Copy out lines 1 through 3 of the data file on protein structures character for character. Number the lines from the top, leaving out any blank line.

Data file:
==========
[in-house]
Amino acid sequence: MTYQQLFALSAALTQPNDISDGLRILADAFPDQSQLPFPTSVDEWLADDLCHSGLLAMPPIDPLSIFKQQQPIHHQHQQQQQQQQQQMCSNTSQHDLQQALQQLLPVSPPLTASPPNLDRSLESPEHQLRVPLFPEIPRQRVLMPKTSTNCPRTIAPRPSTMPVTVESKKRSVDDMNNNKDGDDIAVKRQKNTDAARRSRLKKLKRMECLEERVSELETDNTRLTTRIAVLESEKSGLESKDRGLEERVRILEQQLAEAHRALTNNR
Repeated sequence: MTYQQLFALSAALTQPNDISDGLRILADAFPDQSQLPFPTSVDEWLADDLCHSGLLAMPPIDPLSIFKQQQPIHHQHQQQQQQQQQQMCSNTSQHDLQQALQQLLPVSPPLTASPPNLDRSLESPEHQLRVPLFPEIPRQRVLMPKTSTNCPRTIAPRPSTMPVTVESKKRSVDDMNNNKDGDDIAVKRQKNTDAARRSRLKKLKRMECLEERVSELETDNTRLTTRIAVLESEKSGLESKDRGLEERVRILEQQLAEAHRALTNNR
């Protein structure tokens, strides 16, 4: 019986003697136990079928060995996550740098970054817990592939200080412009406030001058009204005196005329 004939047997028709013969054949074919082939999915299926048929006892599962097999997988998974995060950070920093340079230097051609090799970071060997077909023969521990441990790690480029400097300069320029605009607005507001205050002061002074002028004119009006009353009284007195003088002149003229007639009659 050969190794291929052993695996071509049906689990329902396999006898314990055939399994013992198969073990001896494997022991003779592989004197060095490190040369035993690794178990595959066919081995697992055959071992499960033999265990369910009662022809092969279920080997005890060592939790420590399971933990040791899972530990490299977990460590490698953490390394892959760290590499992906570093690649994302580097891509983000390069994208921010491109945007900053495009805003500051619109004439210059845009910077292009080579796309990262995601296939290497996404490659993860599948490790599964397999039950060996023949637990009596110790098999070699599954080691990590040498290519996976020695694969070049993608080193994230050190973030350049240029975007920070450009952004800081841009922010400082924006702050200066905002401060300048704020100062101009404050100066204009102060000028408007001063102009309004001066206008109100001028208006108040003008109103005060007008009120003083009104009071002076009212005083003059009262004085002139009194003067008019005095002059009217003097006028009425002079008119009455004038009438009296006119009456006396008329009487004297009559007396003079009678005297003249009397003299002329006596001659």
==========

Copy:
[in-house]
Amino acid sequence: MTYQQLFALSAALTQPNDISDGLRILADAFPDQSQLPFPTSVDEWLADDLCHSGLLAMPPIDPLSIFKQQQPIHHQHQQQQQQQQQQMCSNTSQHDLQQALQQLLPVSPPLTASPPNLDRSLESPEHQLRVPLFPEIPRQRVLMPKTSTNCPRTIAPRPSTMPVTVESKKRSVDDMNNNKDGDDIAVKRQKNTDAARRSRLKKLKRMECLEERVSELETDNTRLTTRIAVLESEKSGLESKDRGLEERVRILEQQLAEAHRALTNNR
Repeated sequence: MTYQQLFALSAALTQPNDISDGLRILADAFPDQSQLPFPTSVDEWLADDLCHSGLLAMPPIDPLSIFKQQQPIHHQHQQQQQQQQQQMCSNTSQHDLQQALQQLLPVSPPLTASPPNLDRSLESPEHQLRVPLFPEIPRQRVLMPKTSTNCPRTIAPRPSTMPVTVESKKRSVDDMNNNKDGDDIAVKRQKNTDAARRSRLKKLKRMECLEERVSELETDNTRLTTRIAVLESEKSGLESKDRGLEERVRILEQQLAEAHRALTNNR